There is talent at different levels and individuals other than Category A who are highly mission-critical. It is important for HR and functional heads to look for such talent for strategic roles and leadership apart from nourishing existing talents properly. Engagement of talent is relatively more important, requiring a proper performance management system and feedback. Business leaders must reshuffle their perception and focus in order to promote and retain talent for greater success today and tomorrow.
M A Mannan is Head of Human Resources at Bangladesh Express Co Ltd, licensee of Federal Express Corporation.
4. What the Trump effect means for HR
As the winds of change swirl ever faster for HR professionals, it’s increasingly hard to keep up with what’s new or different – whether in Canada or further afield – and how it might impact your business.
KPMG partner and national lead for people and change services, Soula Courlas, is across all of the many developments, and shared her expert insights with HRD ahead of her speech at the HR Leaders Summit in November.
While putting international political and economic uncertainty back of mind – or, at least, ignoring US President Donald Trump and related turmoil – might feel more convenient for HR professionals, Courlas says it’s important that industry insiders are across all of those issues, from international leadership changes to Brexit to free-trade developments, and everything in between.
“What is happening now with all these provocative things that are being introduced by leaders around the world is creating a sense of instability, of potential angst, of fear, of loss, and a lot of uncertainty about the future,” Courlas says.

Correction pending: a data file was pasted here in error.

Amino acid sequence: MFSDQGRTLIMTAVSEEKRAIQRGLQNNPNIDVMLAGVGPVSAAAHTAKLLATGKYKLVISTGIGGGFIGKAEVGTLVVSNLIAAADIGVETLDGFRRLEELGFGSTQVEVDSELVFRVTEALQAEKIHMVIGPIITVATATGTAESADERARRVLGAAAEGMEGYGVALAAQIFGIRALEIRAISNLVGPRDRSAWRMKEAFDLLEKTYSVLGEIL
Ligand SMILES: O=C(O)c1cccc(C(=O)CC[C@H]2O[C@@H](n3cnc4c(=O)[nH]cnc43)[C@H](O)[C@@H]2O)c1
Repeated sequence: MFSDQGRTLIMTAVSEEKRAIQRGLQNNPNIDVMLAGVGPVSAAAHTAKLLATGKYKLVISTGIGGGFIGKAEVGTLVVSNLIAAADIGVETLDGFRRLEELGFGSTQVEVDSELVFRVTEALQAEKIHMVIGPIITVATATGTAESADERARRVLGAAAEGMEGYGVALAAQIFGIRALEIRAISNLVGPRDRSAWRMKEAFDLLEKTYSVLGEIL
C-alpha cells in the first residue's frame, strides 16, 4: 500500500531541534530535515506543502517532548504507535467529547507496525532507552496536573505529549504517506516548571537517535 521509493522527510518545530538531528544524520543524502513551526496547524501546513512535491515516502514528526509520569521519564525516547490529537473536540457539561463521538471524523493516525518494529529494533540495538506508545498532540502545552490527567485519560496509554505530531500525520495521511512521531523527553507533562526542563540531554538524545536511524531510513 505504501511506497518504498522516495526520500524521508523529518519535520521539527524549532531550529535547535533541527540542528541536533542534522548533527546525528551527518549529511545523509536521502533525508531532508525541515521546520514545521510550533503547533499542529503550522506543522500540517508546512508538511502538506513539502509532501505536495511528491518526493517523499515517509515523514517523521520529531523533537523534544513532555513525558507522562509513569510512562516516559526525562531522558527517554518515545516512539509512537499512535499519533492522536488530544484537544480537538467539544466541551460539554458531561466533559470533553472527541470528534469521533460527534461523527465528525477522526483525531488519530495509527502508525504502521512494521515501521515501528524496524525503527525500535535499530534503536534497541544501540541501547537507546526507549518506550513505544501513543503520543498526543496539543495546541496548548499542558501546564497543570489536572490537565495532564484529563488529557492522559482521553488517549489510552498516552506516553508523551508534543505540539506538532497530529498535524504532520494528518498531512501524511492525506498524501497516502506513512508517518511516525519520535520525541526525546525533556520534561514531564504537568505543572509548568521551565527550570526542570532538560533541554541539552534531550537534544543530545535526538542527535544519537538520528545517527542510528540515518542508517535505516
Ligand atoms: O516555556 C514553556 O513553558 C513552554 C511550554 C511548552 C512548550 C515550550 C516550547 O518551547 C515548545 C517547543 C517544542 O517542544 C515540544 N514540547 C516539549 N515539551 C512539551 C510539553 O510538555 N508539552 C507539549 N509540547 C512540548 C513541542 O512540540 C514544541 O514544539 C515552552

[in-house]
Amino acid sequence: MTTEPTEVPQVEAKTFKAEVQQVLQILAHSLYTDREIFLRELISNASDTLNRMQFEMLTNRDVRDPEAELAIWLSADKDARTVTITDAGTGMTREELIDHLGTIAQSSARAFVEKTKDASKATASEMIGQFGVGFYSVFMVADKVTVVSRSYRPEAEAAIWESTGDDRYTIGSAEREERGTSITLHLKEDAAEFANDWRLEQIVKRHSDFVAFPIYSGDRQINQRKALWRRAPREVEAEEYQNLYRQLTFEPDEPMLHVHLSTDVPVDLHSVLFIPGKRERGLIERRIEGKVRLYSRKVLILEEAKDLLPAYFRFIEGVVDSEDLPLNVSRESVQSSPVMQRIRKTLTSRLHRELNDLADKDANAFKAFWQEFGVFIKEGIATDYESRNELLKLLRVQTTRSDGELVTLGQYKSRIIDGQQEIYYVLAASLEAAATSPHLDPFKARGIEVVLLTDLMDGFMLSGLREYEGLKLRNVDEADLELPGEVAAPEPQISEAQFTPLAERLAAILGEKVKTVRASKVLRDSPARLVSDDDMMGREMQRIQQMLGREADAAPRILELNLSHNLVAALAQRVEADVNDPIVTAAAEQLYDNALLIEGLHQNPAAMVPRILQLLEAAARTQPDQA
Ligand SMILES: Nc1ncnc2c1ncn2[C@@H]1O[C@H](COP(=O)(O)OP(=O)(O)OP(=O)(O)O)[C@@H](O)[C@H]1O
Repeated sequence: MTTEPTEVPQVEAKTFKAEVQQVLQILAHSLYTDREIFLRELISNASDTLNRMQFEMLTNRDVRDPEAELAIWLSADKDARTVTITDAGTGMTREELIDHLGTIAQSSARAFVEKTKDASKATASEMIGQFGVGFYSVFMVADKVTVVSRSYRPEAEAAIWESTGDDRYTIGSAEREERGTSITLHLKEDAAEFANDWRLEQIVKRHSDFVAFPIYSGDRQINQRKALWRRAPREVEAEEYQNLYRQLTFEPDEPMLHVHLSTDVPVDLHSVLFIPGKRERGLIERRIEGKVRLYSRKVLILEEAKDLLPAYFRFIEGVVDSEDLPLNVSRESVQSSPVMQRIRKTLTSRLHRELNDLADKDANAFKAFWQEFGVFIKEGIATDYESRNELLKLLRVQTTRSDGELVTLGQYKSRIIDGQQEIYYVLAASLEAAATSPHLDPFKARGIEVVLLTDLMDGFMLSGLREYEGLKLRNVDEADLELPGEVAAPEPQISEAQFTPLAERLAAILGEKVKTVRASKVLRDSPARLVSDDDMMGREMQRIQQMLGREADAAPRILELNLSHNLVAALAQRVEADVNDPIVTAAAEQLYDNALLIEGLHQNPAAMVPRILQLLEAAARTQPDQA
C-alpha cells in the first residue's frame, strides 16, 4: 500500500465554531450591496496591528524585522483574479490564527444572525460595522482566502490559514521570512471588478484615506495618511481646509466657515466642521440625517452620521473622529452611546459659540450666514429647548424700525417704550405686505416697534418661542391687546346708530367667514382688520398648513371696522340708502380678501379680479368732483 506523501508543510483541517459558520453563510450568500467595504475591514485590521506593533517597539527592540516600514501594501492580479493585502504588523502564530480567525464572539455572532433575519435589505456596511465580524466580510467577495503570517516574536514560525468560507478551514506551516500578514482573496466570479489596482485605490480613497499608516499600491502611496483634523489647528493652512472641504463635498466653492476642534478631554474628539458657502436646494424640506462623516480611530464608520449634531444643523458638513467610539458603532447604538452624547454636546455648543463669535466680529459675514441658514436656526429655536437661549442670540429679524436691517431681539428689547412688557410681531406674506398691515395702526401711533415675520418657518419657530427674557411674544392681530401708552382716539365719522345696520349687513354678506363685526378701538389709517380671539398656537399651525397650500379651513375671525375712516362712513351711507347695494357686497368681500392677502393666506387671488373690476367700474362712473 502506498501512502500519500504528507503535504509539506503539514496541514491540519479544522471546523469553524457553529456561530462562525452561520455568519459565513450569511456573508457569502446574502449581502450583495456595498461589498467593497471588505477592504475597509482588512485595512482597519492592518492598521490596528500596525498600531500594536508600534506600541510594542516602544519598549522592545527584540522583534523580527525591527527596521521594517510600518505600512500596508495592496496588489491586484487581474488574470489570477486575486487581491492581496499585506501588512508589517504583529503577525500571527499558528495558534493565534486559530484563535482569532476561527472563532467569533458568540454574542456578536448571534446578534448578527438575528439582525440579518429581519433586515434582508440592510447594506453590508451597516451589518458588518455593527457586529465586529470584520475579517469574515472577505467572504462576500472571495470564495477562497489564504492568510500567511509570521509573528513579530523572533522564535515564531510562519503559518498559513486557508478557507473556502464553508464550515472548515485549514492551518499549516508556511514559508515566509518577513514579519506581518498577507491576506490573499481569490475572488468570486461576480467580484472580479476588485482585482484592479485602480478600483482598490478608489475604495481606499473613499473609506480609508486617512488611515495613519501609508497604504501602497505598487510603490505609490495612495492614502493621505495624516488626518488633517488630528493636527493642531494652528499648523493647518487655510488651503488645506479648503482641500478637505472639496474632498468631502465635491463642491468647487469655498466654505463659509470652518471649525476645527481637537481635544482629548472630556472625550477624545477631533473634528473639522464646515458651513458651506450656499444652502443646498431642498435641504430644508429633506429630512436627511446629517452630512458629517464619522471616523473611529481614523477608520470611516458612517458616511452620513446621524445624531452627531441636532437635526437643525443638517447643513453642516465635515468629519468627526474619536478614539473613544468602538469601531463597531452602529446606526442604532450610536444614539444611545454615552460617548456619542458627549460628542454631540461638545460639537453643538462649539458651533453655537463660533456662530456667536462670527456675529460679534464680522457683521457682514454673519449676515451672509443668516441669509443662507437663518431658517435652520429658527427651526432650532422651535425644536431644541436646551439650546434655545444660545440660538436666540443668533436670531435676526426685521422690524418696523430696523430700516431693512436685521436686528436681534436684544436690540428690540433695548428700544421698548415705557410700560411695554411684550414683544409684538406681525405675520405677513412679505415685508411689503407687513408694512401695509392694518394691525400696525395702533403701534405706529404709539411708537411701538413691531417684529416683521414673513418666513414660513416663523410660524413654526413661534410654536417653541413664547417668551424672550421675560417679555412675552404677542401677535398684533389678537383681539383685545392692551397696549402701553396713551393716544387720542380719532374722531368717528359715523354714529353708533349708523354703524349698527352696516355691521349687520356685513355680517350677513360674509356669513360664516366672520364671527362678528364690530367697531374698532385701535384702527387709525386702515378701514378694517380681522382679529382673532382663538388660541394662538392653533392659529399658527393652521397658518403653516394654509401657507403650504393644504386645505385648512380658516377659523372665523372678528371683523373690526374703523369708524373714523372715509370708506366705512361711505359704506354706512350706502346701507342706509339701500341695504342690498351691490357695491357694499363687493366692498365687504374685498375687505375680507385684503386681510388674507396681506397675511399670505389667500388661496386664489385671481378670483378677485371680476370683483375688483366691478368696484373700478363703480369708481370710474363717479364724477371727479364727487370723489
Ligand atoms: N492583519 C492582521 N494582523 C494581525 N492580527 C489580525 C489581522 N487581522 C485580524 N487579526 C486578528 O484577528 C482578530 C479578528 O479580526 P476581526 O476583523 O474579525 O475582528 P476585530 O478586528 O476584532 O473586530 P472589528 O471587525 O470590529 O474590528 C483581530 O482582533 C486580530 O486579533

“It’s one of the biggest challenges and changes right now with this globalization – how can HR provide a sense of stability and calmness in the eye of this global storm.
That includes impacts on how business units operate – whether they’re expanding or shrinking, and who can work for them – as well as ensuring your organization’s leadership is sufficiently agile to adjust as the playing field changes.
“A lot of organizations are global, so whatever’s happening on the international scale is going to affect leaders and HR here in Canada. There’s the need to become much more focused, macro-focused, on global and other economic impacts to local organizations. HR needs to be on top of that to anticipate what the implications might be.”
It’s important, too, to be open and candid with employees about changes in the business, and how those might affect staff.
“Should they worry or should they not? Being transparent, communicating, giving people an opportunity through focus groups or some kind of forum where people can get together and talk about what is happening and get people’s insights into what they may need to feel a bit more comfortable and stable.”
She suggests HR also “take a role of creating a bit of a filter” – “being able to sift through what’s important to worry about and what’s not, and providing a sense of strength, stability and groundedness that employees and others in the organizations need to feel that they can weather these particular storms.”
Soula Courlas will speak at the HR Leaders Summit in November.
5. Opinion: Work-life balance must top the HR agenda
We need a new HR role if we are to develop an innovative flexible-working culture, argues Anna Meller
Fostering a balanced working culture is a business imperative. In the corporate world work-life balance challenges and the lack of gender balance at senior levels go hand in hand. The single biggest factor persuading professional women to ‘off ramp’ is their inability to see how they might demonstrate an appropriate commitment to their career when combined with child or elder care responsibilities.
A survey by the American Psychological Association published earlier this year revealed that this is a challenge increasingly felt by younger men, as they struggle to balance work with a more involved version of fatherhood.